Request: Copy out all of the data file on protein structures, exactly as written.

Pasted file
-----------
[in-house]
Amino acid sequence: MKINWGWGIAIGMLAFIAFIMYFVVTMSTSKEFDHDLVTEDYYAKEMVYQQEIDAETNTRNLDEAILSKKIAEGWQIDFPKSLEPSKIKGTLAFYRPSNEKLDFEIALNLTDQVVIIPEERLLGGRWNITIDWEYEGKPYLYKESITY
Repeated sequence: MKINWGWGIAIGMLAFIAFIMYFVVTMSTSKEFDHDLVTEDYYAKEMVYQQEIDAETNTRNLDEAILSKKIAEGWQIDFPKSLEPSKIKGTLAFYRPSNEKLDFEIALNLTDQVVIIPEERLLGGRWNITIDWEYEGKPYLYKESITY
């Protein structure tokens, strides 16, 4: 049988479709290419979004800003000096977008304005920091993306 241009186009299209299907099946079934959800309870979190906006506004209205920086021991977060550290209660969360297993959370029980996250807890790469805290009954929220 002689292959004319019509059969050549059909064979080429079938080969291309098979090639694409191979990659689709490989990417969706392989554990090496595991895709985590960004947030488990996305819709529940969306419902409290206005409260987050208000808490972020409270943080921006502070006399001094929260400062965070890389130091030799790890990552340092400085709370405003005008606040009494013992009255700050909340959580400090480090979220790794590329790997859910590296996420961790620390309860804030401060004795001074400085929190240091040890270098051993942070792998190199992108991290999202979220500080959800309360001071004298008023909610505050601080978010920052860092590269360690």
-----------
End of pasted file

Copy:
[in-house]
Amino acid sequence: MKINWGWGIAIGMLAFIAFIMYFVVTMSTSKEFDHDLVTEDYYAKEMVYQQEIDAETNTRNLDEAILSKKIAEGWQIDFPKSLEPSKIKGTLAFYRPSNEKLDFEIALNLTDQVVIIPEERLLGGRWNITIDWEYEGKPYLYKESITY
Repeated sequence: MKINWGWGIAIGMLAFIAFIMYFVVTMSTSKEFDHDLVTEDYYAKEMVYQQEIDAETNTRNLDEAILSKKIAEGWQIDFPKSLEPSKIKGTLAFYRPSNEKLDFEIALNLTDQVVIIPEERLLGGRWNITIDWEYEGKPYLYKESITY
């Protein structure tokens, strides 16, 4: 049988479709290419979004800003000096977008304005920091993306 241009186009299209299907099946079934959800309870979190906006506004209205920086021991977060550290209660969360297993959370029980996250807890790469805290009954929220 002689292959004319019509059969050549059909064979080429079938080969291309098979090639694409191979990659689709490989990417969706392989554990090496595991895709985590960004947030488990996305819709529940969306419902409290206005409260987050208000808490972020409270943080921006502070006399001094929260400062965070890389130091030799790890990552340092400085709370405003005008606040009494013992009255700050909340959580400090480090979220790794590329790997859910590296996420961790620390309860804030401060004795001074400085929190240091040890270098051993942070792998190199992108991290999202979220500080959800309360001071004298008023909610505050601080978010920052860092590269360690």